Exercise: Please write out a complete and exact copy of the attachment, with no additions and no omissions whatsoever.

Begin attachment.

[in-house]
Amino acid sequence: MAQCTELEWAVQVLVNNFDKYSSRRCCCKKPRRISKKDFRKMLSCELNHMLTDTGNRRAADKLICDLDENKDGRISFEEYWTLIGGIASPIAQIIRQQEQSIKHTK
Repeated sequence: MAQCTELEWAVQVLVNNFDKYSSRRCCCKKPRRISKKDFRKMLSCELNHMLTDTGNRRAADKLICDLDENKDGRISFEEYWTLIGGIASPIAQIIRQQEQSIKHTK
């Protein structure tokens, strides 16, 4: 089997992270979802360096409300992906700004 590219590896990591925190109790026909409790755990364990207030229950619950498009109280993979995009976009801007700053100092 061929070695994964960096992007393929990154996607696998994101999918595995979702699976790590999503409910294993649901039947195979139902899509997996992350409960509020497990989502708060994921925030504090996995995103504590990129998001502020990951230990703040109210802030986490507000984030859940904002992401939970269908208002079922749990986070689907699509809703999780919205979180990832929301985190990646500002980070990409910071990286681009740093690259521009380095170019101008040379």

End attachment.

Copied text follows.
[in-house]
Amino acid sequence: MAQCTELEWAVQVLVNNFDKYSSRRCCCKKPRRISKKDFRKMLSCELNHMLTDTGNRRAADKLICDLDENKDGRISFEEYWTLIGGIASPIAQIIRQQEQSIKHTK
Repeated sequence: MAQCTELEWAVQVLVNNFDKYSSRRCCCKKPRRISKKDFRKMLSCELNHMLTDTGNRRAADKLICDLDENKDGRISFEEYWTLIGGIASPIAQIIRQQEQSIKHTK
């Protein structure tokens, strides 16, 4: 089997992270979802360096409300992906700004 590219590896990591925190109790026909409790755990364990207030229950619950498009109280993979995009976009801007700053100092 061929070695994964960096992007393929990154996607696998994101999918595995979702699976790590999503409910294993649901039947195979139902899509997996992350409960509020497990989502708060994921925030504090996995995103504590990129998001502020990951230990703040109210802030986490507000984030859940904002992401939970269908208002079922749990986070689907699509809703999780919205979180990832929301985190990646500002980070990409910071990286681009740093690259521009380095170019101008040379």